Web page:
Soc Sci Med. 1987 ; 24(4): 293-301.
The ambiguity of symbols in the structure of healing.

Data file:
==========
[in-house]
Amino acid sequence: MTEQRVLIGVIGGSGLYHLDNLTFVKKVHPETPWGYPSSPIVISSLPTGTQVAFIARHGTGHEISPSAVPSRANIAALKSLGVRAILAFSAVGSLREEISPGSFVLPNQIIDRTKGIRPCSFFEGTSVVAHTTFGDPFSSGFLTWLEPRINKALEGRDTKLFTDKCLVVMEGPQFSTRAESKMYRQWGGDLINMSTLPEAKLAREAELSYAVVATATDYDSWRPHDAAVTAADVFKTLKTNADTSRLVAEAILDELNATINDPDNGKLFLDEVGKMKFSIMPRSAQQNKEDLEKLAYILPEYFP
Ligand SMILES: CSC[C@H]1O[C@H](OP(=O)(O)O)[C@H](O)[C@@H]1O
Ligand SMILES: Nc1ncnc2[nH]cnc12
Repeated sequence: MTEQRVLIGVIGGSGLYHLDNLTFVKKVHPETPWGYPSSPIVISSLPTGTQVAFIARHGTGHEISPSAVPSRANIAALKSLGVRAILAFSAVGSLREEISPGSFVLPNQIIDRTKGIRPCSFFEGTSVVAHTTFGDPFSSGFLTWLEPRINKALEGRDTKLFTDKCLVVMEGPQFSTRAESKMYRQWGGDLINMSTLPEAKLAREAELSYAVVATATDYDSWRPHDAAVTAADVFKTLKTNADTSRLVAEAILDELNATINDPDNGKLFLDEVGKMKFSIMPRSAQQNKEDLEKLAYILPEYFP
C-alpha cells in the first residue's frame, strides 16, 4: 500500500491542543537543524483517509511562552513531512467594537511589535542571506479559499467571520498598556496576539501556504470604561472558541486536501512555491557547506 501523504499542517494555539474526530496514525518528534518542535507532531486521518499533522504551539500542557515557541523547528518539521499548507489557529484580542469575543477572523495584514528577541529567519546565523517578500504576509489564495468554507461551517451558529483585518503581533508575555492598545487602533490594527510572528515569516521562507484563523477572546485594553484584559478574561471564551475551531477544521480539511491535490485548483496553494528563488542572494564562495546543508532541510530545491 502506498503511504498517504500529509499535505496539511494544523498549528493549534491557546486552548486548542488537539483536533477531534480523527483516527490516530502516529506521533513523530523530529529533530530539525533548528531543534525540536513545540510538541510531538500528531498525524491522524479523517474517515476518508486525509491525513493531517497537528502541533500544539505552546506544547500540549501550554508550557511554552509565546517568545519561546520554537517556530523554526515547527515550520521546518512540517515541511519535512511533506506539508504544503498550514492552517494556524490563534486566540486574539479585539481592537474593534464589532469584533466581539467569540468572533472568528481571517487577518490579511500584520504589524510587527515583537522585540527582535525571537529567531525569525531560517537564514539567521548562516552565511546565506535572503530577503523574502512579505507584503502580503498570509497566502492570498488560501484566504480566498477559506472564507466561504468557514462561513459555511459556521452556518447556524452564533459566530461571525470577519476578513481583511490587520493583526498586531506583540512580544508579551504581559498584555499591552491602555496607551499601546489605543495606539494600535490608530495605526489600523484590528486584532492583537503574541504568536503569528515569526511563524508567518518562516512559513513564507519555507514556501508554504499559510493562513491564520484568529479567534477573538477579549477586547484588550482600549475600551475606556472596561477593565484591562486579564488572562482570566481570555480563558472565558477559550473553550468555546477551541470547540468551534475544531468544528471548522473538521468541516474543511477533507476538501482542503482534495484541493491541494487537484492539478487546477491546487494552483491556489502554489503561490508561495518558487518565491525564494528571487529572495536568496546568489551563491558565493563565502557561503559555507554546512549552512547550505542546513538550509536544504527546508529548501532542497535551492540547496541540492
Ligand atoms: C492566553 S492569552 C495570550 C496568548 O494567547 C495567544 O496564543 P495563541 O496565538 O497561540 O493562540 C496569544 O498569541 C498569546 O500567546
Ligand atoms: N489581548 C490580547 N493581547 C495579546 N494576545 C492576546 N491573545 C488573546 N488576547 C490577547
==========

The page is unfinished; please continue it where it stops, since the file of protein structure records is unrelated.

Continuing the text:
In his article, 'The Effectiveness of Symbols,' LÃ©vi-Strauss contends that the details of a Cuna birth incantation evoke specific physiological responses from parturient women, aiding them through difficult labors. His argument, which analyzes the incantation as a text divorced from its social setting, has drawn criticism from students of Cuna society on a number of substantive points, primarily centering around the difficulties that the special linguistic form of ritual language would present to a non-adept. If the patient lacks a thorough comprehension of the mythic details, how can the incantation change her physiological processes? In an attempt to evaluate the effect of myth upon a woman in labor, this article calls upon Cuna and Malay ethnographic data, and presents a Malay birth incantation as interpreted by the ritual practitioner who recited it. Following a discussion of the non-semantic aspects of the incantation and the extent to which the patient shares the interpretation of the healer in both the Malay and Cuna societies, recent biomedical studies are cited in support of hypotheses concerning the physiological and biochemical effects of myth in the management of childbirth.